Type: Strauss-type double-leaf bascule
Length: 2241 ft
Width: 86 ft
Lanes: 5 vehicle lanes, 2 bike lanes
Traffic: 40,000 vehicles/day
The Burnside Bridge, built in 1926, is located on one of the longest and busiest streets in the Portland area. The five-lane Burnside is a direct connection between downtown Portland, Beaverton to the west and Gresham to the east. About 40,000 vehicles a day use it, along with more than 2,000 pedestrians and bicyclists each day. In 2019, more than 7,000 people travelled across the bridge each weekday by TriMet bus.
In addition to its important daily work load, Burnside plays a key role during emergencies. Burnside Street and Bridge are designated as an official emergency transportation route. The bridge, as part of this regional lifeline, is the one non-freeway river crossing designated for use in an emergency. It is the only county bridge to receive a seismic retrofit to reduce damage from an earthquake.
The three-span Burnside is a historically significant structure. It was the first Willamette River bridge in Portland designed with the help of an architect, a result of the early 20th century City Beautiful Movement that called for adding architectural ornamentation to engineering designs. The bridge's distinctive Italian Renaissance towers reflect the trend. Burnside is eligible for the National Register of Historic Places. Originally designed by the firm of Hedrick and Kremers, Burnside was completed by Gustav Lindenthal (1850-1935). Burnside's drawbridge opening mechanism, or bascule, was designed by Joseph Strauss (1870-1938), whose Golden Gate suspension bridge would open 11 years after Burnside.
The Burnside Bridge main river structure consists of two 268-foot steel deck truss side spans and a 252-foot double-leaf Strauss trunnion bascule draw span. Two concrete counterweights weighing 1900 tons each can be lowered to open the two lift span leafs when a ship needs to pass.
The bridge originally had six lanes of traffic, but in 1995 the City of Portland requested that bike lanes be added to the bridge, so one lane of traffic was converted into two bike lanes. Two lanes carry westbound motor vehicle traffic and three lanes carry eastbound traffic. The outside eastbound lane is reserved for transit only.
There are sidewalks on both sides of the bridge. The overall width of the structure is 86 feet. Vertical clearance of the closed bascule span is adequate for the majority of river traffic, with openings necessary only about 40 times per month.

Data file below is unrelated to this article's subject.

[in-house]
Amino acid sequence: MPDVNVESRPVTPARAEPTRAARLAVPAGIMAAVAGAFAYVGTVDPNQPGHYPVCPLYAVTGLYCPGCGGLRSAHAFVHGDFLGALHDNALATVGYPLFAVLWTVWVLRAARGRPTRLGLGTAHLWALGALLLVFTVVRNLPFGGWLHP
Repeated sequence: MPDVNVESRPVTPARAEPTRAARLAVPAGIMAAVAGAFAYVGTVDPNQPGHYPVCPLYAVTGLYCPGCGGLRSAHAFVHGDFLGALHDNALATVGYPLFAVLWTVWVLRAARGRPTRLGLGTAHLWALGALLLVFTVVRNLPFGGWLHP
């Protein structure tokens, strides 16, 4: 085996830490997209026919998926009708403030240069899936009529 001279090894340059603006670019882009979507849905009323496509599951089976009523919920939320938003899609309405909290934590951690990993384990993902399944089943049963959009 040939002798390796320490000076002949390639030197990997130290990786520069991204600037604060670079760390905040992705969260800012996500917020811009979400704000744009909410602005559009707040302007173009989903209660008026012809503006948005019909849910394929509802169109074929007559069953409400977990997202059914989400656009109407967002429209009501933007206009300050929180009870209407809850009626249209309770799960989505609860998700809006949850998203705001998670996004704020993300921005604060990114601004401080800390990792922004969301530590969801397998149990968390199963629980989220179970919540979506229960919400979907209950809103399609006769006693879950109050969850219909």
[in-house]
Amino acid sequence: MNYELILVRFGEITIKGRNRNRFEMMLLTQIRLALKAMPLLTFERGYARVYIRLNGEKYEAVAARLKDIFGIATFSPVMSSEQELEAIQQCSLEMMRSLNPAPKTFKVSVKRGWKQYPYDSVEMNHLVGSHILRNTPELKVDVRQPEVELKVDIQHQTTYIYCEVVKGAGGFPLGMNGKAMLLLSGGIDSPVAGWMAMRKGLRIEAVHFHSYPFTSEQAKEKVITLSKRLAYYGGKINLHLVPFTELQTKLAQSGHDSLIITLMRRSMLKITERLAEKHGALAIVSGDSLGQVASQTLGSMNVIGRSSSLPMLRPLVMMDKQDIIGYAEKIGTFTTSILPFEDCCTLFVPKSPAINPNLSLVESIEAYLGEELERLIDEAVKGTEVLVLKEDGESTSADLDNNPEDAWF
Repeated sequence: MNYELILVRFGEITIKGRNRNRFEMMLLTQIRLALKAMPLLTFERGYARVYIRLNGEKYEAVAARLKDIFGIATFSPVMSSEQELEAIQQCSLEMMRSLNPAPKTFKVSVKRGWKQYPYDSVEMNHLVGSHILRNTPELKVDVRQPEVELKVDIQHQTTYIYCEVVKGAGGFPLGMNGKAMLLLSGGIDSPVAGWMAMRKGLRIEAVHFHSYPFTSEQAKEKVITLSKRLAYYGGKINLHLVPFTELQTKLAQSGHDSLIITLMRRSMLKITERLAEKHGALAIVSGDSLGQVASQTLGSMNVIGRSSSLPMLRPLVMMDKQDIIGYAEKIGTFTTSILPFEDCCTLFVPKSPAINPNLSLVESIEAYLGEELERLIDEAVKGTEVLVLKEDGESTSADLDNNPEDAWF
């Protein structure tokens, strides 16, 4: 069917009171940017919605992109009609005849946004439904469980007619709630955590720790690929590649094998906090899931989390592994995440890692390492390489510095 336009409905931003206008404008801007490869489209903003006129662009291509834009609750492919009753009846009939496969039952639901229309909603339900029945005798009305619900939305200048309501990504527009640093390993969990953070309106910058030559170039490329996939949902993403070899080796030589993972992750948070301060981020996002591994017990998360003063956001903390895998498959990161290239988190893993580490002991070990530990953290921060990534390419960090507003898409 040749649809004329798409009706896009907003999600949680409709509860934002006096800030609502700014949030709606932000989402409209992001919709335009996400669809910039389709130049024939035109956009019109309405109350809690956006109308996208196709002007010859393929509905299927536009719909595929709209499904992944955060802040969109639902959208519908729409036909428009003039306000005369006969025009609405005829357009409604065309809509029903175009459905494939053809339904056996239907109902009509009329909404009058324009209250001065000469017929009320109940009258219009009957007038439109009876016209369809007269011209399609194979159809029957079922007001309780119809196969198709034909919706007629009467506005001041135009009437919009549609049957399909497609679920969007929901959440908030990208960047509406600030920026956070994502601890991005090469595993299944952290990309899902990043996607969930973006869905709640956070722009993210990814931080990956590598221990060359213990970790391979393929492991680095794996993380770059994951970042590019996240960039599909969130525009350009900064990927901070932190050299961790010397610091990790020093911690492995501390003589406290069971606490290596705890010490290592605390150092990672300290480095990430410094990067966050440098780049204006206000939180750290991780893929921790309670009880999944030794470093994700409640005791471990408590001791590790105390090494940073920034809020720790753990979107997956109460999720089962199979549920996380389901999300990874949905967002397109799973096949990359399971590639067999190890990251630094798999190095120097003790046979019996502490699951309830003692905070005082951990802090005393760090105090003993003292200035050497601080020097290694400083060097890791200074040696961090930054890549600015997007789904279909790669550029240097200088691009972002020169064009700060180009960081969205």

Only minor modifications have been made to the bridge since its construction. Electric streetcar service across the bridge ended in the late 1940’s, lighting and traffic control devices were updated in the late 1950’s, automobile traffic gates were installed in 1971 and the bascule pier fenders on the upstream side were replaced in 1983. Several deck resurfacing projects and expansion joint repairs have also taken place.
The east approach to the bridge is approximately 849 feet long and has two distinct types of construction. The first eight spans consist of steel plate girder spans ranging from 75 feet to 106 feet in length. The steel girders and steel interior floor beams are completely encased in concrete. A concrete deck spans the floor beams. The next seven spans are composed of concrete stringers spanning continuously over concrete columns and floor beams. Six of these spans are 22 feet long and one is 40 feet long.
The west approach is approximately 604 feet long and consists of 19 reinforced concrete spans ranging in length from 22 feet to 62 feet. The first 13 spans average 22 feet and consist of reinforced concrete stringers acting continuously over concrete columns and floor beams. The next three spans average 40 feet in length and are of similar construction. The last four spans are 62 feet long and consist of four main simple span concrete girders that carry interior concrete floor beams and stringers. A concrete deck is cast with the girders, stringers and floor beams.